Another fun idea is to make flavored water with them. Wash and dry fruits, vegetables, and herbs (try cucumber, blueberries, and mint, for instance) and put them on the counter. Fill a pitcher or two with water and have your loved one add the different fruits and herbs to create delicious, colorful drinks.
Do household tasks: Ask them to help you fold towels, put out the napkins for dinner, or sort the books on a bookshelf by height or color. If your loved one gets frustrated or has trouble, break the task down into smaller steps.
Treat them to a spa day: Create a calm environment with relaxing music, soft lighting, and fresh towels. Give them an aromatherapy hand massage using scented lotion or a manicure with pretty nail polish.
Try some pet therapy: Visit a neighbor or relative with a friendly pooch. A review published in the journal BMC Psychiatry found that pet therapy—guided interaction between a person and a trained animal—may help to reduce symptoms such as agitation, restlessness, and aggression in people with Alzheimer’s disease. “Any kind of social interaction with an animal can be beneficial for someone who enjoys being around them,” says Dr. Gholizadeh.
Brush their skin or hair: Take a soft brush, like a nail brush or a makeup brush, and move it gently across your loved one’s hand or arm. Ask them how it feels and what it reminds them of. Or lightly brush their hair, which feels good and can also make them feel cared for.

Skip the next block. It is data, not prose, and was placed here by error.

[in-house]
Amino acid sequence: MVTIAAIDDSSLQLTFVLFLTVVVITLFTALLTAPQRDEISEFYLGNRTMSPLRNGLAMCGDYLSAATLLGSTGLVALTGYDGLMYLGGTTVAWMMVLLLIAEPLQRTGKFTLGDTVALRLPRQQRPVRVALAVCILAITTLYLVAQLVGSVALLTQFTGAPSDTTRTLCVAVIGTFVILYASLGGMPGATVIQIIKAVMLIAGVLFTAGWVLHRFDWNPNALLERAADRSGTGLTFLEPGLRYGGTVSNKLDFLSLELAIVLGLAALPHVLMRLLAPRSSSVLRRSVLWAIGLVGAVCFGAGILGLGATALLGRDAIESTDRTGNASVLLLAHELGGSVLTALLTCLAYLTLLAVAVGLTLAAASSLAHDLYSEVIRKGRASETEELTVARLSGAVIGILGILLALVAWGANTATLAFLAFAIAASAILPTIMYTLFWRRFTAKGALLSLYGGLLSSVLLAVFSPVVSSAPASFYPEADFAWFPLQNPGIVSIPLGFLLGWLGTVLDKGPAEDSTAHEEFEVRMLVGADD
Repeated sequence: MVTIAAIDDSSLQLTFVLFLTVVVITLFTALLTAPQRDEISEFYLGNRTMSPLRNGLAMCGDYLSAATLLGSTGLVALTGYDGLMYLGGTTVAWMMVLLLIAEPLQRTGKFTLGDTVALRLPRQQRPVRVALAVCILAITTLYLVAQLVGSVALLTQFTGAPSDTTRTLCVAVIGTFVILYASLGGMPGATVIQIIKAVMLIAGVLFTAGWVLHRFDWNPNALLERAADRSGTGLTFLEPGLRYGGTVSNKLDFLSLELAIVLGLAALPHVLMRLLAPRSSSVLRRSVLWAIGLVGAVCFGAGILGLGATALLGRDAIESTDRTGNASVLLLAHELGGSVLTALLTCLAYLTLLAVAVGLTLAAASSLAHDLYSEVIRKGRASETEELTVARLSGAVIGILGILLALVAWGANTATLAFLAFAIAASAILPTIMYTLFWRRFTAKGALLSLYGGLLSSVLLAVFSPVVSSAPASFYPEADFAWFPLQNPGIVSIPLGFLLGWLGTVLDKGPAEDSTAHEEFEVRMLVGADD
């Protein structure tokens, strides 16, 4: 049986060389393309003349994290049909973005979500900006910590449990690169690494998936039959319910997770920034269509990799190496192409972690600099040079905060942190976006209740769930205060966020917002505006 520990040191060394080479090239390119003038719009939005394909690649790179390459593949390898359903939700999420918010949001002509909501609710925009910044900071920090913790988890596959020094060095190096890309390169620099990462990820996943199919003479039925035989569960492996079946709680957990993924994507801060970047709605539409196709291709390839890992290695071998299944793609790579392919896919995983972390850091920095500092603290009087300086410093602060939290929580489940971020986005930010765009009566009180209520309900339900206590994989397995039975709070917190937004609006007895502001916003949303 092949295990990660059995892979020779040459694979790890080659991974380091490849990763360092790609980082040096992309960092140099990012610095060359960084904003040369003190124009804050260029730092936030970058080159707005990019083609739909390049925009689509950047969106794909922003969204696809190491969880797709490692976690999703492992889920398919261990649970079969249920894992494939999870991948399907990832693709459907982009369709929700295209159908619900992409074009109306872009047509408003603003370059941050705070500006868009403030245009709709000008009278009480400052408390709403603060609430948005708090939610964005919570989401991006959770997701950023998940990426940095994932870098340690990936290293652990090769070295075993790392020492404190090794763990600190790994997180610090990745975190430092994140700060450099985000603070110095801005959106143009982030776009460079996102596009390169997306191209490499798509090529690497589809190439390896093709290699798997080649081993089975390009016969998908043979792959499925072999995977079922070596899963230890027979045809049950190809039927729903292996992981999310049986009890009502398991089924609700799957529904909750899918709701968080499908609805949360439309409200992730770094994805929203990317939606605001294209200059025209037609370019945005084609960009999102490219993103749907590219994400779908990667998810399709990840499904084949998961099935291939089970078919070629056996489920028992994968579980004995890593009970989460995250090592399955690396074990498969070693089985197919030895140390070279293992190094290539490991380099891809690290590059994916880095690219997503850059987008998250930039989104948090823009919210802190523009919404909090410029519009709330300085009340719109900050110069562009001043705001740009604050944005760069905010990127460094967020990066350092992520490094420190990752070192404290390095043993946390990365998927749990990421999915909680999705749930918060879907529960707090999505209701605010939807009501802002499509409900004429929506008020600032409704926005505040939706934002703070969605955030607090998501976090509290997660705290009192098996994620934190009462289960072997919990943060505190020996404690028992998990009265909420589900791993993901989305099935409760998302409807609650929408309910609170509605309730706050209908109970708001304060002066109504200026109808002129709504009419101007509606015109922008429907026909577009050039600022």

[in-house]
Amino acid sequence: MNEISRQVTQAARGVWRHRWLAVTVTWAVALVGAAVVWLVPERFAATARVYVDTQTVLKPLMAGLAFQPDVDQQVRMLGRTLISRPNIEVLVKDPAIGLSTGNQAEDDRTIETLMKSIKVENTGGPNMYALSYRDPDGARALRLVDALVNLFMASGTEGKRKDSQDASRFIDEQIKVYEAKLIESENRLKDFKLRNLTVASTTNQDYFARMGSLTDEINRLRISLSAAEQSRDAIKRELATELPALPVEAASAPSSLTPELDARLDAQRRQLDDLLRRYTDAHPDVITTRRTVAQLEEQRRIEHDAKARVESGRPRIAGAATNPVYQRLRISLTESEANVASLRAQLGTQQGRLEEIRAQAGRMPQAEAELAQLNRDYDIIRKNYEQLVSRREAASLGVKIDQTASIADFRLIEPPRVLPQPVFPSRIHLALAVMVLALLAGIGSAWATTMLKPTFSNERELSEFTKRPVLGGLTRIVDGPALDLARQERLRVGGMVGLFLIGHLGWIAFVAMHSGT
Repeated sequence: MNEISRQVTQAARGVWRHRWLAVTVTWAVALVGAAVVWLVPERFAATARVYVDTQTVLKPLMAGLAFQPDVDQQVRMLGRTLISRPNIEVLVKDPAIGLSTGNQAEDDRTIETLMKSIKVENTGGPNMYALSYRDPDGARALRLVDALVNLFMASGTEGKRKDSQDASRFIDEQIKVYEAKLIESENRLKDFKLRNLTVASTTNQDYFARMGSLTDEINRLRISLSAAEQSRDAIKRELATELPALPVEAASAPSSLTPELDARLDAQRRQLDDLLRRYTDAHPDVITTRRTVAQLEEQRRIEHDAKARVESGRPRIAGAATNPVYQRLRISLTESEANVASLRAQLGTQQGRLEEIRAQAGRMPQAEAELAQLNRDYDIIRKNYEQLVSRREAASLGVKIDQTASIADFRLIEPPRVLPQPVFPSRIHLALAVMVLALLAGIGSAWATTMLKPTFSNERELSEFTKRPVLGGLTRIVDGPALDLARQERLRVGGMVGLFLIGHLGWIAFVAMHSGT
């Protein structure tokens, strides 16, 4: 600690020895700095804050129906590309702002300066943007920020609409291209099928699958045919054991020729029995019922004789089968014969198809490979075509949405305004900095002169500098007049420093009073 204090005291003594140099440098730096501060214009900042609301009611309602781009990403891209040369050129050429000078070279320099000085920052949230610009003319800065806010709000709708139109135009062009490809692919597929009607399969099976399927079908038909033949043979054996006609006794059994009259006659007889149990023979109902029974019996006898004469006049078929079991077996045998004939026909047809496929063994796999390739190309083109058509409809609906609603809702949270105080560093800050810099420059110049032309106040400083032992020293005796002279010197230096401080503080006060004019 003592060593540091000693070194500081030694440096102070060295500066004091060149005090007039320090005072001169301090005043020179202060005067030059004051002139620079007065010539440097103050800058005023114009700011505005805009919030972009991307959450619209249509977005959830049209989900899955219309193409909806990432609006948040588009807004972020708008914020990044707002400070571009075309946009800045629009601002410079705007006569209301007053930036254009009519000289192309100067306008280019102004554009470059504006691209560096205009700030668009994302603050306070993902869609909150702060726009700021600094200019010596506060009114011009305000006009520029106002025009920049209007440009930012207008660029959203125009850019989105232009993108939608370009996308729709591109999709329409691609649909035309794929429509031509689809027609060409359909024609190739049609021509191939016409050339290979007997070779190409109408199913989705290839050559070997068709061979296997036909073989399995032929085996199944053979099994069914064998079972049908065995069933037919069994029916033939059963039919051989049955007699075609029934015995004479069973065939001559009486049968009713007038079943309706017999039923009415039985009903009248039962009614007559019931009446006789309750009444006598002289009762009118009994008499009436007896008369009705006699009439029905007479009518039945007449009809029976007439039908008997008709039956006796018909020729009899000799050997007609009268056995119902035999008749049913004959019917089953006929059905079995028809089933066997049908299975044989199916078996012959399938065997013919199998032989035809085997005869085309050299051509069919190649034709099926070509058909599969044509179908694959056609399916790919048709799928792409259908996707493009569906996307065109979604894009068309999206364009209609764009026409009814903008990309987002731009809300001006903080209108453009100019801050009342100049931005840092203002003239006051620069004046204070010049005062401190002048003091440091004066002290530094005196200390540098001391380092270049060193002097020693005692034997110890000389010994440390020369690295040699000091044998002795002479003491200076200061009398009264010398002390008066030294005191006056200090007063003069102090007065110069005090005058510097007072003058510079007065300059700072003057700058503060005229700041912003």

Practice deep breathing: Have your loved one get comfy in their chair or bed, then encourage them to take a deep breath in, hold it for a few seconds, and exhale. This can be calming and stress-reducing.
What to Do When an Activity Isn’t Working
If you notice that your loved one’s attention span is waning or their frustration level has increased, it’s a sign that you need to modify the activity, says Dr. Basting. Some steps to try include:
1. Break down the activity into simple, easy-to-follow tasks. Focus on having them do one thing at a time to make it less overwhelming.
2. Help them with the difficult parts of the task. If you’re cooking, that could mean that you do most of it and your loved one does simple things like stirring.
3. Give it a purpose.“Generosity is good for us and provides an activity with a sense of meaning,” says Dr. Basting. “If you are doing a creative activity with your loved one, try turning it into a gift, such as a card for a friend or family member who might be sick or going through a challenging time.”
4. Don’t correct them. They may not be doing things the “right” way, and that’s okay, as long as they are engaged with the task.
If you’ve tried all these strategies and your loved one still doesn’t seem interested or is getting tired or upset, pause the activity and don’t feel pressured to continue. You can always try it again or choose a different activity tomorrow.